The 25 percent offensive rebounding percentage was well below KU's season average (36.2 percent) and below the average offensive rebounding percentage that Illinois allowed over the course of the year (31.5 percent).

The good news for the Jayhawks is that they took full advantage of the offensive rebounds they did get. From seven offensive rebounds, the Jayhawks scored 12 second-half points, meaning KU scored a whopping 1.71 points per possession when it was able to pull down an offensive rebound.

Tough-Luck Line

Tyrel Reed's tough shooting day lands him in this spot.

Kansas guard Tyrel Reed works his way around Illinois defender Brandon Paul during the second half on Sunday, March 20, 2011 at the BOK Center in Tulsa.

Kansas guard Tyrel Reed works his way around Illinois defender Brandon Paul during the second half on Sunday, March 20, 2011 at the BOK Center in Tulsa. by Nick Krug

Reed posted just 0.85 points per possession used while ending 13.2 percent of KU's possessions. His eFG% of 21.4 was lowest on the team; KU scored at least one point on just 35.9 percent of the possessions he used.

It actually wasn't a horrible game for Reed to go cold (1-for-5 from three), as KU was able to win by double digits even without him contributing much offensively.

Reed had made 7 of his last 15 three-pointers coming into Sunday's game (46.7 percent), so I wouldn't think Sunday's struggles will carry over into KU's next game against Richmond.

Bottom Line

The last two years, KU's NCAA Tournament losses could be directly linked to unforced turnovers, and for awhile, Sunday's game looked like it might be heading down the same path.

Kansas forward Markieff Morris watches as teammate Tyshawn Taylor comes away with a steal from Illinois guard Demetri McCamey during the first half on Sunday, March 20, 2011 at the BOK Center in Tulsa.

Kansas forward Markieff Morris watches as teammate Tyshawn Taylor comes away with a steal from Illinois guard Demetri McCamey during the first half on Sunday, March 20, 2011 at the BOK Center in Tulsa. by Nick Krug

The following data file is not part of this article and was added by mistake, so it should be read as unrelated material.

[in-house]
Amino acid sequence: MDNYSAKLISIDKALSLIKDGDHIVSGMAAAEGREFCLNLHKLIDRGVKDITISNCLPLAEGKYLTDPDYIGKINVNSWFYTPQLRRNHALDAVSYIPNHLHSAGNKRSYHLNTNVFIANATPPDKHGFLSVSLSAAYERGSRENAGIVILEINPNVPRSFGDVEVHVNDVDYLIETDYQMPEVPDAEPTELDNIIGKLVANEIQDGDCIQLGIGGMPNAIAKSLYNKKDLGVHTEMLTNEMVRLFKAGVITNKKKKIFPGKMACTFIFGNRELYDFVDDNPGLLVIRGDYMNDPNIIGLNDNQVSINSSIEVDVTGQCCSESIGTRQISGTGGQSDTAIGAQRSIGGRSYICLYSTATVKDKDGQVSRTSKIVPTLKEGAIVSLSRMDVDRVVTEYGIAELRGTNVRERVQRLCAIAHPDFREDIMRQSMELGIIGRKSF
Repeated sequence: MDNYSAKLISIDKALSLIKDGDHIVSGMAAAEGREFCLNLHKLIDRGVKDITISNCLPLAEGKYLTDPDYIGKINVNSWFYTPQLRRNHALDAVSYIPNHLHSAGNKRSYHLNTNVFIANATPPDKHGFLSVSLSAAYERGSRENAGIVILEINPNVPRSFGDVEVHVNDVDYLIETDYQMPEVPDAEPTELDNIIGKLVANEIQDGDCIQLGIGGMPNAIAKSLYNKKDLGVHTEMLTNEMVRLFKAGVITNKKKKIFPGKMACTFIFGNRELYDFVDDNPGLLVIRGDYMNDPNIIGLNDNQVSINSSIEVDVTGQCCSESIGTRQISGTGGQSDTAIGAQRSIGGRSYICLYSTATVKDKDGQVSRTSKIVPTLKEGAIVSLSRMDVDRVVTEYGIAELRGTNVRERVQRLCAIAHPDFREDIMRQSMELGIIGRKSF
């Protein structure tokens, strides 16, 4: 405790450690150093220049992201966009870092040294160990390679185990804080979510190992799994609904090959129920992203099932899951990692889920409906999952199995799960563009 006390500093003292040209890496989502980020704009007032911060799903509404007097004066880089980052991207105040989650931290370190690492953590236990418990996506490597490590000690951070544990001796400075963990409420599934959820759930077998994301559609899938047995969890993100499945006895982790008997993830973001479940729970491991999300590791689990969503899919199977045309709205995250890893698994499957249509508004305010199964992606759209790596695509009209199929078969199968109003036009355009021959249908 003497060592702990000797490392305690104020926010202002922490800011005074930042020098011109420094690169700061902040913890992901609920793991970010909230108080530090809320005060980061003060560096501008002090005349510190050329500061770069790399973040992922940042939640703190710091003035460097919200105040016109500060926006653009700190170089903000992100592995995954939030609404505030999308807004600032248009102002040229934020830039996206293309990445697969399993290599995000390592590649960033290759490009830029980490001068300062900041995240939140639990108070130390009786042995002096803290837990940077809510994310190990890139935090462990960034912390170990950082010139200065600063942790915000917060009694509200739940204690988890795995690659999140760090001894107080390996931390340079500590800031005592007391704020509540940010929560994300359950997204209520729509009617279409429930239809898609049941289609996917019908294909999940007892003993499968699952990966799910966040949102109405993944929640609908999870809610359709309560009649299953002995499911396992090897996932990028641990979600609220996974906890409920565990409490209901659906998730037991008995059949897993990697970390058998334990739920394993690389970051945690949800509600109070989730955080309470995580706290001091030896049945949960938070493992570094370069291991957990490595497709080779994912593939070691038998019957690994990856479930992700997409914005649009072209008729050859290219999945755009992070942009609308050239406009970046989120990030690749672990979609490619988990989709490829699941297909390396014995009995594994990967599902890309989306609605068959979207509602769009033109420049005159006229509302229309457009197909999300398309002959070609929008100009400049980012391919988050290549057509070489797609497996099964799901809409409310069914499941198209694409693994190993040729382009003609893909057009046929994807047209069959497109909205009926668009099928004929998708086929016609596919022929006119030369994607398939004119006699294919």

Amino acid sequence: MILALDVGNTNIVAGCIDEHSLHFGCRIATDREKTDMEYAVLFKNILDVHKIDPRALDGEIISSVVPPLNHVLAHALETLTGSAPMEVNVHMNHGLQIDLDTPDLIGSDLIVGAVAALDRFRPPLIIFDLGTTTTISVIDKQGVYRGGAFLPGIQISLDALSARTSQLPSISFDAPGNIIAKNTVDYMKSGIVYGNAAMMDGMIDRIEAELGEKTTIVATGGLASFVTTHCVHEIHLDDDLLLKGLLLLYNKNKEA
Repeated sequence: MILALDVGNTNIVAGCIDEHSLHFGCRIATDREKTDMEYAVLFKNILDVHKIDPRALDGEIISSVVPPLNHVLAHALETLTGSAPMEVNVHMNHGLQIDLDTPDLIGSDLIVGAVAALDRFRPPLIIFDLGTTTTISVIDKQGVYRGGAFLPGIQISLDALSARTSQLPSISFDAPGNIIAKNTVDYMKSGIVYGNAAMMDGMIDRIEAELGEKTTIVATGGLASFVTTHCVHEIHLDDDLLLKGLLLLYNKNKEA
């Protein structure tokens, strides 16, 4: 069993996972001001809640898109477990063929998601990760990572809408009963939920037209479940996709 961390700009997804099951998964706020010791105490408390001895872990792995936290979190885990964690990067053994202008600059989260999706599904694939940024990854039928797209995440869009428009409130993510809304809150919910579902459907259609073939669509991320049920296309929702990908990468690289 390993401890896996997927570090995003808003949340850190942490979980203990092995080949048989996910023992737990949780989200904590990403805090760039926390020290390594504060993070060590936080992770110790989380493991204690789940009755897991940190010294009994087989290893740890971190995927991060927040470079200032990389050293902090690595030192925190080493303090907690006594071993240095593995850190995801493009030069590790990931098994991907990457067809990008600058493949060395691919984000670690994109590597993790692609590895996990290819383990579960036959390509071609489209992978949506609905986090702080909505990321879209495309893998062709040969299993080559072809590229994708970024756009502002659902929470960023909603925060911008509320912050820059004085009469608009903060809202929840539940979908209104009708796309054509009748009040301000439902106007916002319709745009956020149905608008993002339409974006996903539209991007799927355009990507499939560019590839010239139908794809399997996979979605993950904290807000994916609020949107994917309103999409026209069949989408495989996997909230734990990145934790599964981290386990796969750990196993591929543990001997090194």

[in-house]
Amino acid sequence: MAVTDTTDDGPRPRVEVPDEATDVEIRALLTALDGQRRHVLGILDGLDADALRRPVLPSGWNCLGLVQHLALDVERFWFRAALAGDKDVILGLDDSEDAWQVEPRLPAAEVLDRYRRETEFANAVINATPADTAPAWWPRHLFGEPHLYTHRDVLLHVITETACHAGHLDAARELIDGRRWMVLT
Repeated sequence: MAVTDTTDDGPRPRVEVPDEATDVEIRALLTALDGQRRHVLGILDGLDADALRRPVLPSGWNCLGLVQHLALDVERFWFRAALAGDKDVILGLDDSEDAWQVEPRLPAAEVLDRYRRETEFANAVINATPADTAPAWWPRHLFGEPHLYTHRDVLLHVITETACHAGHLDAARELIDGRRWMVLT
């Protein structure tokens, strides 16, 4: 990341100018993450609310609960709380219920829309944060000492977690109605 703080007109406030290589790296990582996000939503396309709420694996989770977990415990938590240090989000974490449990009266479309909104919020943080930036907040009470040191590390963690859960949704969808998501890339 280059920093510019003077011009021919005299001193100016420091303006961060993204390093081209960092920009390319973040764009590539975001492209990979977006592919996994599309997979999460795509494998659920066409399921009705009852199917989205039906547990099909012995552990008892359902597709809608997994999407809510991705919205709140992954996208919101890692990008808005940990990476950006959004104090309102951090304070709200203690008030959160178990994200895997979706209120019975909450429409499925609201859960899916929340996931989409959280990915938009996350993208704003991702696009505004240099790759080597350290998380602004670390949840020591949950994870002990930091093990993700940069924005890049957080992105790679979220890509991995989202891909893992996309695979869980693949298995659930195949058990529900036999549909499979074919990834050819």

In the first half, KU turned it over eight times in 32 possessions (25 percent), which was much higher than its season average (19.2 percent) and the season average of Illinois' opponents (19.2 percent).

The Jayhawks corrected the problem in the second half, turning it over just four times in its final 34 possessions (11.8 percent).

By securing the ball, the Jayhawks boosted their points per possession, which allowed them to pull away in the second half.

KU has gotten an unbelievable break in its bracket and now will be a heavy favorite to advance to the Final Four.

The Jayhawks have already faced their toughest roadblock on the way to Houston: KenPom gave KU a 69-percent chance to beat Illinois.

Kansas forward Thomas Robinson acknowledges the crowd as the Jayhawks leave the court following their 73-59 win over Illinois on Sunday, March 20, 2011 at the BOK Center in Tulsa.

Kansas forward Thomas Robinson acknowledges the crowd as the Jayhawks leave the court following their 73-59 win over Illinois on Sunday, March 20, 2011 at the BOK Center in Tulsa. by Nick Krug

Now, according to KenPom, KU has a 66.3-percent chance of making the Final Four and a 42.8-percent chance of making the championship game — the best odds for both of those scenarios of any team left in the field.

Comments

jayhawker_97 9 years, 2 months ago

"KU has gotten an unbelievable break in its bracket and now will be a heavy favorite to advance to the Final Four."


yes, and this worries me as we have gone through the same road before - against much lower seeded team. but this also proves that this region shows strengths from lower seeded (thanks to Big-Easters). i think KU will beat Richmond easily, but FSU is what worries me. they are very athletic & good D-team, too.

hopefully the team continues their awesome performance all the way to the final!!

rock chalk!!

Alohahawk 9 years, 2 months ago

Worry about FSU when, and if, the time comes. Neither team will face each other if one looses their next game. Richmond is the Hawks only concern at this moment.

One game at a time, Hawks.

On another note: Bruce Pearl is out of a job at Tennessee. What recruits did he have coming in for next season?